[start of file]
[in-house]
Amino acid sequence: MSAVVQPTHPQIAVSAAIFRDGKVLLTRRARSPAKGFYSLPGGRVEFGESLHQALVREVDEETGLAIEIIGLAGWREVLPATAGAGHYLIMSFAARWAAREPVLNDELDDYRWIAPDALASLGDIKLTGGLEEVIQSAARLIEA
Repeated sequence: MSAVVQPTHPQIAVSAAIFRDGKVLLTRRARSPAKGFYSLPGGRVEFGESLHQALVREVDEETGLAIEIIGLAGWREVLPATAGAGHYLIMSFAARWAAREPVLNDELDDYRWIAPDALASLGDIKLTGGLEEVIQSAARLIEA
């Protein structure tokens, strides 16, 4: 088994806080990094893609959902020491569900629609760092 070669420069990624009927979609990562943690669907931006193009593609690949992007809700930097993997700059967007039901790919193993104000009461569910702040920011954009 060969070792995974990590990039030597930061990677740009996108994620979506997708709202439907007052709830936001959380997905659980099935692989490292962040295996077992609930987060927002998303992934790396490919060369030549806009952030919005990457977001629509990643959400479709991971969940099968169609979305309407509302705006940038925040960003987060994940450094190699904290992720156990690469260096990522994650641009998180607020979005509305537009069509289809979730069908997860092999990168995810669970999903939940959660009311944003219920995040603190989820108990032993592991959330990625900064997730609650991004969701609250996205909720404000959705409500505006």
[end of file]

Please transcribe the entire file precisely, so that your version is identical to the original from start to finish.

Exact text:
[in-house]
Amino acid sequence: MSAVVQPTHPQIAVSAAIFRDGKVLLTRRARSPAKGFYSLPGGRVEFGESLHQALVREVDEETGLAIEIIGLAGWREVLPATAGAGHYLIMSFAARWAAREPVLNDELDDYRWIAPDALASLGDIKLTGGLEEVIQSAARLIEA
Repeated sequence: MSAVVQPTHPQIAVSAAIFRDGKVLLTRRARSPAKGFYSLPGGRVEFGESLHQALVREVDEETGLAIEIIGLAGWREVLPATAGAGHYLIMSFAARWAAREPVLNDELDDYRWIAPDALASLGDIKLTGGLEEVIQSAARLIEA
């Protein structure tokens, strides 16, 4: 088994806080990094893609959902020491569900629609760092 070669420069990624009927979609990562943690669907931006193009593609690949992007809700930097993997700059967007039901790919193993104000009461569910702040920011954009 060969070792995974990590990039030597930061990677740009996108994620979506997708709202439907007052709830936001959380997905659980099935692989490292962040295996077992609930987060927002998303992934790396490919060369030549806009952030919005990457977001629509990643959400479709991971969940099968169609979305309407509302705006940038925040960003987060994940450094190699904290992720156990690469260096990522994650641009998180607020979005509305537009069509289809979730069908997860092999990168995810669970999903939940959660009311944003219920995040603190989820108990032993592991959330990625900064997730609650991004969701609250996205909720404000959705409500505006």